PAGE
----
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 Robert Burns

 

 

 

 

 

Earlsferry and Elie Beach

 

Many have wondered how, during World War II, aircraft could safely take-off and land from hastily constructed grass field landing strips without the aircraft sinking into the ground and cart wheeling to destruction.   What made these instant airfields possible was the laying over the grass of a covering of heavy steel, 3 inch square, wire mesh that the grass grew up through. At the end of World War II, to return the fields to their use for agriculture, this wire mesh was removed and sold for scrap. But not all of it was melted down. General contractors were quick to see how their heavy lorries and vehicles could now operate from soft ground and unimproved roads if wire mesh were to be laid down like a carpet and much of the surplus mesh was purchased for this purpose.

 

 The Sands of Time

 

 

One of Earlsferry and Elie's wonderful assets is the beautiful golden sand beach which is recognized as being one of Scotland's finest. However when the winds of winter blow, the sand can pile up in unwanted places to the extant that for some it becomes a minor problem. Some years the wind blows the sand from the Earlsferry end of the beach to the Elie end. Other years prevailing winds blow the sand and deposit it in the opposite direction. Some years the action of the winter winds and the waves sucked the sand out to sea to the extent that in my memory the level of the entire beach was lowered such that the waves of high tides caused erosion at beach front properties and sea weed tangles were deposited up in the lanes that lead to the beach. At other times the opposite occurred and sand piled up high up to the extent that it encroached over the protective sea walls of the gardens of the beach front  houses.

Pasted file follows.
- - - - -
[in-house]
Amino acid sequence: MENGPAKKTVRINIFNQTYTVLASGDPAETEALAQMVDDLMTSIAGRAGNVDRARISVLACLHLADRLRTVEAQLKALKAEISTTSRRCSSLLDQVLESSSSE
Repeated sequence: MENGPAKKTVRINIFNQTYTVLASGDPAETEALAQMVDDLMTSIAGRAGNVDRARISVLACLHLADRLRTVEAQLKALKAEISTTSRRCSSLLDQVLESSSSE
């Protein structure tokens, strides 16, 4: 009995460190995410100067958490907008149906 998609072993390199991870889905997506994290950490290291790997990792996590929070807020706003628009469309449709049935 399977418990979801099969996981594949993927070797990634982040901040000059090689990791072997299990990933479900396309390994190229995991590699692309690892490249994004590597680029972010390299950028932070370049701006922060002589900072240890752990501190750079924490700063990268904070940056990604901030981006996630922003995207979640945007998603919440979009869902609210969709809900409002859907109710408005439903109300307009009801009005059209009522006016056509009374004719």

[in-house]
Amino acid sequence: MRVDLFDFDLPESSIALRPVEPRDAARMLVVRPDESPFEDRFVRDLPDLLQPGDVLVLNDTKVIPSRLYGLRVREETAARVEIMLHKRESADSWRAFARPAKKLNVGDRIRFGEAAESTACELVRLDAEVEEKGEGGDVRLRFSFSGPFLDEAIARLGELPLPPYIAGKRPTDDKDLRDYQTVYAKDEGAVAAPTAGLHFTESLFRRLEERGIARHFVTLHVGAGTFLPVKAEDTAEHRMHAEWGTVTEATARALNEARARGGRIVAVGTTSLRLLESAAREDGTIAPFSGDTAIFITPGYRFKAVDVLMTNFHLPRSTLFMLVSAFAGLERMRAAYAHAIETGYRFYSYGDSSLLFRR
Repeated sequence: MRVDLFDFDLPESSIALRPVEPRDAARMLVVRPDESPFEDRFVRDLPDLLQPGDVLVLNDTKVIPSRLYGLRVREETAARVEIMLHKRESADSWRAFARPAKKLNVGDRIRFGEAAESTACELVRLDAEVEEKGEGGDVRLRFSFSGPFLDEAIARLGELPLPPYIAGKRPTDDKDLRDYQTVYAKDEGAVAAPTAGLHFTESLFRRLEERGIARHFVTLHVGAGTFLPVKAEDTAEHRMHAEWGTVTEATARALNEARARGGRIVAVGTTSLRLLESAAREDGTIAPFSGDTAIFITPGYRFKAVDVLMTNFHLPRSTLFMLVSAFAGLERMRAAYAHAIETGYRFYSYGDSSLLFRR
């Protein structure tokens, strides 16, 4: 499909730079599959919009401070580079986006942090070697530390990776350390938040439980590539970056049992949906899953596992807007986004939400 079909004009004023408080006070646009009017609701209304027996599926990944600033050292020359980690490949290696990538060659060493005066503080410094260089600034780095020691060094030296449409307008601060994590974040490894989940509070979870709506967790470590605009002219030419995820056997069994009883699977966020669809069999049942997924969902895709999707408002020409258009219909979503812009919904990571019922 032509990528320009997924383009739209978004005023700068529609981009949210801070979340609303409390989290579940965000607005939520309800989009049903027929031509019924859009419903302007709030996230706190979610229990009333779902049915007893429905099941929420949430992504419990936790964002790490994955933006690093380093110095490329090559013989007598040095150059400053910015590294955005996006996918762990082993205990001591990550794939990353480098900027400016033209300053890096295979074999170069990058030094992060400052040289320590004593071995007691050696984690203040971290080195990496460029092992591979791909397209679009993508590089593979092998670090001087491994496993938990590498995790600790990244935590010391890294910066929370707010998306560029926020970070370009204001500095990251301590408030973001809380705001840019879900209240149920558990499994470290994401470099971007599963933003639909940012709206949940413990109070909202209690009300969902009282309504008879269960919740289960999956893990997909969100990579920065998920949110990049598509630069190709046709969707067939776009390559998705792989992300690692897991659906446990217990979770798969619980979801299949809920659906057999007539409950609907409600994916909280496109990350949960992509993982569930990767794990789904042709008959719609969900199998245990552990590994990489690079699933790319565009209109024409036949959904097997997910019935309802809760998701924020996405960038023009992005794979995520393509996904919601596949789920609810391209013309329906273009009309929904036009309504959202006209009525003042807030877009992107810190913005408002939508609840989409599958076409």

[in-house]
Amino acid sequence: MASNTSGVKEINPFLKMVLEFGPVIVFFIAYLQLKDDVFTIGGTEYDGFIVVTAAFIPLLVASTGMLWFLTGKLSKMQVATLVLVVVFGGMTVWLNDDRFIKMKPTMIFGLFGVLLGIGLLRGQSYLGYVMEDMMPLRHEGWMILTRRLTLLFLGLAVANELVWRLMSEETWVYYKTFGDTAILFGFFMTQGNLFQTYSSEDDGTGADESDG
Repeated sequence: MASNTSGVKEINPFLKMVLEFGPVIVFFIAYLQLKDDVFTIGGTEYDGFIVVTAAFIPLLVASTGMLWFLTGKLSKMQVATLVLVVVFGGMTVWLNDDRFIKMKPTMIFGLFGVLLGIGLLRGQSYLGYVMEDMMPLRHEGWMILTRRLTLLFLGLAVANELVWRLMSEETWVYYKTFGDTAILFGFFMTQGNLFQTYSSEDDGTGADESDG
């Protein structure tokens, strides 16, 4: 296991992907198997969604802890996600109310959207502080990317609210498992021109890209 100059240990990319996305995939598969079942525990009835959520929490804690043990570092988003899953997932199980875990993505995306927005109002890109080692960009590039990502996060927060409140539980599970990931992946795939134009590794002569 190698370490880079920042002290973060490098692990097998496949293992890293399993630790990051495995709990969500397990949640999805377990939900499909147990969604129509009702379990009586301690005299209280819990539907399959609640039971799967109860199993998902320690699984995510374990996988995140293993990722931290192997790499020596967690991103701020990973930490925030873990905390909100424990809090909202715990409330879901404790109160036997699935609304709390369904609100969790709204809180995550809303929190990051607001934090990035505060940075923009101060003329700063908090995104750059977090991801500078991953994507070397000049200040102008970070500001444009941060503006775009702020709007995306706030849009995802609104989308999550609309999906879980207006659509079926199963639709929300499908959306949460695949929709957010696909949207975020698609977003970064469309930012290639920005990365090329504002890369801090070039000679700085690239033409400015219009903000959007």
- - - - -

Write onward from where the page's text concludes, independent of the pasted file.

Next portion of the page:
Beach photos by Sandy Moncrieff

 

After World War II, men with horses and carts with balloon size tired wheels came and hauled away tons of sand from the beach which they used for agricultural purposes and for several years this happened. Also there were others from out of the area who came and laid down war surplus airfield runway steel mesh and drove their heavy lorries on to the beach and without asking or getting permission from the titled owners of the beach, hauled away great amounts of sand for their building and construction projects. (I informed the haulers  that this was not all right and to the best of my knowledge they never came back.)

 

With such a lot of sand it would seem that some sand being hauled away will not make a difference but one only has to look at the rocky shores and the rocky beach fronts of other seaside villages to see that this is not the case. 

 

Hauling away of any of the sand from the beach instead of pushing it lower down on to the tidal beach is akin to squandering Earlsferry and Elie's bounty.

 

Shifting Sand--at my beach hut site.